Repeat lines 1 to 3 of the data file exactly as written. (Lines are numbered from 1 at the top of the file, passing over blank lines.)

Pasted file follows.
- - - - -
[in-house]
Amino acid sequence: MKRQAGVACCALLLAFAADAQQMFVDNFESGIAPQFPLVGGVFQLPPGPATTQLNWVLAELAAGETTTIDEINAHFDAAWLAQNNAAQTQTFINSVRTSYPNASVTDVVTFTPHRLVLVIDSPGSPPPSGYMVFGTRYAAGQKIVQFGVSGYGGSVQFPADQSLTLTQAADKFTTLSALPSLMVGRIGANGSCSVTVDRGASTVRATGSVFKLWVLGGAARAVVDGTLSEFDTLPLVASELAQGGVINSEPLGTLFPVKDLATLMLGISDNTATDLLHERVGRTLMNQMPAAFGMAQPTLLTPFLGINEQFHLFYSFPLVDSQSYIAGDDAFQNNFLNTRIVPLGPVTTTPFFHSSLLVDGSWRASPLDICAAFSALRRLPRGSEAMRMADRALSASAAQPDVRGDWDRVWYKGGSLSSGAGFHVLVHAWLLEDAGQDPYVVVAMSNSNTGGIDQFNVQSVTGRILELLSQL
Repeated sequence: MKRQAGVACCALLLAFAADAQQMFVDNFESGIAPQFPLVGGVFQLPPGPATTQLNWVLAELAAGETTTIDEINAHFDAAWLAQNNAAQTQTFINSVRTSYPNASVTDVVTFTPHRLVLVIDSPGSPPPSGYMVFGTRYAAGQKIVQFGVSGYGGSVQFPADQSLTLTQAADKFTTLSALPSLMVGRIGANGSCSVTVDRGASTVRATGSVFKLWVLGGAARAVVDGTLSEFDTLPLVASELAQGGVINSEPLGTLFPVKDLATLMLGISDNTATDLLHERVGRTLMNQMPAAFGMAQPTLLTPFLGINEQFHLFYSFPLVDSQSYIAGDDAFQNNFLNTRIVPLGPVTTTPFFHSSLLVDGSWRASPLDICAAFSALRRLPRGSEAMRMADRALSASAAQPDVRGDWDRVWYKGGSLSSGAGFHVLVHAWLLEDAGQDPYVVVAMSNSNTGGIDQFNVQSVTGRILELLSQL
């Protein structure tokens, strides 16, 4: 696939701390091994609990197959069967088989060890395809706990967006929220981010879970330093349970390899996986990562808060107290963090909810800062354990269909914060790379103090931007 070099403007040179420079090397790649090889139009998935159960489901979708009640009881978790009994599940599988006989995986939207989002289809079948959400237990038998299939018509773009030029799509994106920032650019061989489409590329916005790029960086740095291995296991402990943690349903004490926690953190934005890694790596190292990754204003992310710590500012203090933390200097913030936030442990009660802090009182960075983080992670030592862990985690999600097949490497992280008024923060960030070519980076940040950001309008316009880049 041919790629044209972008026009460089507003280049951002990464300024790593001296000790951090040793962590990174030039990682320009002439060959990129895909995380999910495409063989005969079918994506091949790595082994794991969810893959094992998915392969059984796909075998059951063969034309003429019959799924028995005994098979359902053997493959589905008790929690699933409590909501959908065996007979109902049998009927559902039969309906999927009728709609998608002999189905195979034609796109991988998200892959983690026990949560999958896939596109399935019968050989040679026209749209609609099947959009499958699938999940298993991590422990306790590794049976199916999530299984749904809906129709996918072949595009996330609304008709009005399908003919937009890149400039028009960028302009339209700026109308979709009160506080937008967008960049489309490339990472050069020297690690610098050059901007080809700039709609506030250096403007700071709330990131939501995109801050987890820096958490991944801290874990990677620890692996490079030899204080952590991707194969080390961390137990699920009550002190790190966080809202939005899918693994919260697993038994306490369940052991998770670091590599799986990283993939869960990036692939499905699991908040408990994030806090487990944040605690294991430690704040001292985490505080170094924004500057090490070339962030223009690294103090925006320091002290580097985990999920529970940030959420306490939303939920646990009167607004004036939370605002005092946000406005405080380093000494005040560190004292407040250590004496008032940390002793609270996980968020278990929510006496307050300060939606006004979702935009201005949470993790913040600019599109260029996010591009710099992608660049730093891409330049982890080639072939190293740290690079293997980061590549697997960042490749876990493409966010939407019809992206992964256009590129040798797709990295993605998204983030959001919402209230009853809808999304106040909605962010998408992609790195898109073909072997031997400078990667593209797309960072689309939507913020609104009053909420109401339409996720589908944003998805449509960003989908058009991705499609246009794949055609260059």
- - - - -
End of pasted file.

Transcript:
[in-house]
Amino acid sequence: MKRQAGVACCALLLAFAADAQQMFVDNFESGIAPQFPLVGGVFQLPPGPATTQLNWVLAELAAGETTTIDEINAHFDAAWLAQNNAAQTQTFINSVRTSYPNASVTDVVTFTPHRLVLVIDSPGSPPPSGYMVFGTRYAAGQKIVQFGVSGYGGSVQFPADQSLTLTQAADKFTTLSALPSLMVGRIGANGSCSVTVDRGASTVRATGSVFKLWVLGGAARAVVDGTLSEFDTLPLVASELAQGGVINSEPLGTLFPVKDLATLMLGISDNTATDLLHERVGRTLMNQMPAAFGMAQPTLLTPFLGINEQFHLFYSFPLVDSQSYIAGDDAFQNNFLNTRIVPLGPVTTTPFFHSSLLVDGSWRASPLDICAAFSALRRLPRGSEAMRMADRALSASAAQPDVRGDWDRVWYKGGSLSSGAGFHVLVHAWLLEDAGQDPYVVVAMSNSNTGGIDQFNVQSVTGRILELLSQL
Repeated sequence: MKRQAGVACCALLLAFAADAQQMFVDNFESGIAPQFPLVGGVFQLPPGPATTQLNWVLAELAAGETTTIDEINAHFDAAWLAQNNAAQTQTFINSVRTSYPNASVTDVVTFTPHRLVLVIDSPGSPPPSGYMVFGTRYAAGQKIVQFGVSGYGGSVQFPADQSLTLTQAADKFTTLSALPSLMVGRIGANGSCSVTVDRGASTVRATGSVFKLWVLGGAARAVVDGTLSEFDTLPLVASELAQGGVINSEPLGTLFPVKDLATLMLGISDNTATDLLHERVGRTLMNQMPAAFGMAQPTLLTPFLGINEQFHLFYSFPLVDSQSYIAGDDAFQNNFLNTRIVPLGPVTTTPFFHSSLLVDGSWRASPLDICAAFSALRRLPRGSEAMRMADRALSASAAQPDVRGDWDRVWYKGGSLSSGAGFHVLVHAWLLEDAGQDPYVVVAMSNSNTGGIDQFNVQSVTGRILELLSQL